Deutsche Bank has accepted that it’s struggling to revive its capital market operations. The bank’s market share in terms of advising companies on IPO and other stock related issues dropped to 1.5 percent in the first seven months of the year from nearly 5 percent in 2018.
Josef Ritter, Deutsche’s head of ECM Europe, the Middle East, and Africa told the media that, “Our business is largely driven by client perception. If a bank is perceived to be getting everything right all the time, it is much easier to win the next ECM deal.”
The bank’s revenues from the ECM business dropped 35 percent in the first half to €118 million from a year ago. Its share of ECM business in Germany also dropped to 8.6 percent in the first half of 2019. It currently occupies the fifth spot. Not so long ago, it held the top spot and controlled close to a quarter of the German market.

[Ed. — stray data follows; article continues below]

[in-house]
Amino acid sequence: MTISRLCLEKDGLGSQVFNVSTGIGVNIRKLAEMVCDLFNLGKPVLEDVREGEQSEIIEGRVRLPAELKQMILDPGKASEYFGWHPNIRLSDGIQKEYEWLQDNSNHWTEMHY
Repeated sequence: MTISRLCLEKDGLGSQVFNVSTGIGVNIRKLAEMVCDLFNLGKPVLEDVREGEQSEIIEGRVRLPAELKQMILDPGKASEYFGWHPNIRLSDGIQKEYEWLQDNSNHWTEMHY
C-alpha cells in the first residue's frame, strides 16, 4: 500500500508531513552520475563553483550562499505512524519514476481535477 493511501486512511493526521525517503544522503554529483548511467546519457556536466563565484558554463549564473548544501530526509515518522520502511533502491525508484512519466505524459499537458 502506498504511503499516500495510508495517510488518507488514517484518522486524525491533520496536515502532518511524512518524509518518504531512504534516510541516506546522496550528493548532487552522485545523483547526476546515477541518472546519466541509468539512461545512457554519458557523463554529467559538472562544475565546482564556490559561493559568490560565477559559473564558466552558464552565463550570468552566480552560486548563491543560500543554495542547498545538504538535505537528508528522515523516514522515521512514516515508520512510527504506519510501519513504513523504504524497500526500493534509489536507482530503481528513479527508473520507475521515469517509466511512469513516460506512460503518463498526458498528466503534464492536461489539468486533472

According to reports, the lender has set aside over €1 billion to cover the cost of offloading derivatives in its bad banks or capital release unit. The cost is a part of the €7.4 billion budget the bank has set aside for its restructuring.
Last month, the German lender caused a stir with the announcement of 18,000 job cuts which accounts to one-fifth of its global staff. According to the bank, it is part of a reorganisation or restructuring designed to return the bank to its core business of corporate banking, private banking and asset management.